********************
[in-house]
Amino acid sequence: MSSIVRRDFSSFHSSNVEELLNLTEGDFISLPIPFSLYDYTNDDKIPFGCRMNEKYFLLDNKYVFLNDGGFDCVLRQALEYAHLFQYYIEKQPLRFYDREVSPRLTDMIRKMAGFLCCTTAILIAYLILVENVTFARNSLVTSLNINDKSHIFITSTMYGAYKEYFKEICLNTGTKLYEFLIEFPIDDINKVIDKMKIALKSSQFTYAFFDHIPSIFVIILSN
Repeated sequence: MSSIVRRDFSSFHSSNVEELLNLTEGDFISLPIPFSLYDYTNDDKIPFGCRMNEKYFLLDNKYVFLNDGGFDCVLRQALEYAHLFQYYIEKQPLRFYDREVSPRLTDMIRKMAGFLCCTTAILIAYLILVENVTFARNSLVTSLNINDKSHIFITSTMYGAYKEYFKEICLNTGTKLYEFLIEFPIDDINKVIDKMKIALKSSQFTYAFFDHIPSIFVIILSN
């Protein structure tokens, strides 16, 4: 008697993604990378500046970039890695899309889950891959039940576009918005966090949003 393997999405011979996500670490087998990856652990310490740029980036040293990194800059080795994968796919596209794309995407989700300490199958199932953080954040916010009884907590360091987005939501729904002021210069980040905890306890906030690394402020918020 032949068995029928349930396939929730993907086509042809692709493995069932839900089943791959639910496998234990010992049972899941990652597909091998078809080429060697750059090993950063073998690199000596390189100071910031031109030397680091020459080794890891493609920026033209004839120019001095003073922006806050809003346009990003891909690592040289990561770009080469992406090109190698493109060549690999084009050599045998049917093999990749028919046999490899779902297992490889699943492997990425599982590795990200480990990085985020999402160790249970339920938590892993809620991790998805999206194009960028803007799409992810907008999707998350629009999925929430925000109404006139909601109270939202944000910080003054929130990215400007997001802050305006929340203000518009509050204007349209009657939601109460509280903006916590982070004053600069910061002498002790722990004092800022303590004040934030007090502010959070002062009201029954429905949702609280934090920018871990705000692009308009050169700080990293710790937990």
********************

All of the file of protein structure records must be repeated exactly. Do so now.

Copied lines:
[in-house]
Amino acid sequence: MSSIVRRDFSSFHSSNVEELLNLTEGDFISLPIPFSLYDYTNDDKIPFGCRMNEKYFLLDNKYVFLNDGGFDCVLRQALEYAHLFQYYIEKQPLRFYDREVSPRLTDMIRKMAGFLCCTTAILIAYLILVENVTFARNSLVTSLNINDKSHIFITSTMYGAYKEYFKEICLNTGTKLYEFLIEFPIDDINKVIDKMKIALKSSQFTYAFFDHIPSIFVIILSN
Repeated sequence: MSSIVRRDFSSFHSSNVEELLNLTEGDFISLPIPFSLYDYTNDDKIPFGCRMNEKYFLLDNKYVFLNDGGFDCVLRQALEYAHLFQYYIEKQPLRFYDREVSPRLTDMIRKMAGFLCCTTAILIAYLILVENVTFARNSLVTSLNINDKSHIFITSTMYGAYKEYFKEICLNTGTKLYEFLIEFPIDDINKVIDKMKIALKSSQFTYAFFDHIPSIFVIILSN
């Protein structure tokens, strides 16, 4: 008697993604990378500046970039890695899309889950891959039940576009918005966090949003 393997999405011979996500670490087998990856652990310490740029980036040293990194800059080795994968796919596209794309995407989700300490199958199932953080954040916010009884907590360091987005939501729904002021210069980040905890306890906030690394402020918020 032949068995029928349930396939929730993907086509042809692709493995069932839900089943791959639910496998234990010992049972899941990652597909091998078809080429060697750059090993950063073998690199000596390189100071910031031109030397680091020459080794890891493609920026033209004839120019001095003073922006806050809003346009990003891909690592040289990561770009080469992406090109190698493109060549690999084009050599045998049917093999990749028919046999490899779902297992490889699943492997990425599982590795990200480990990085985020999402160790249970339920938590892993809620991790998805999206194009960028803007799409992810907008999707998350629009999925929430925000109404006139909601109270939202944000910080003054929130990215400007997001802050305006929340203000518009509050204007349209009657939601109460509280903006916590982070004053600069910061002498002790722990004092800022303590004040934030007090502010959070002062009201029954429905949702609280934090920018871990705000692009308009050169700080990293710790937990």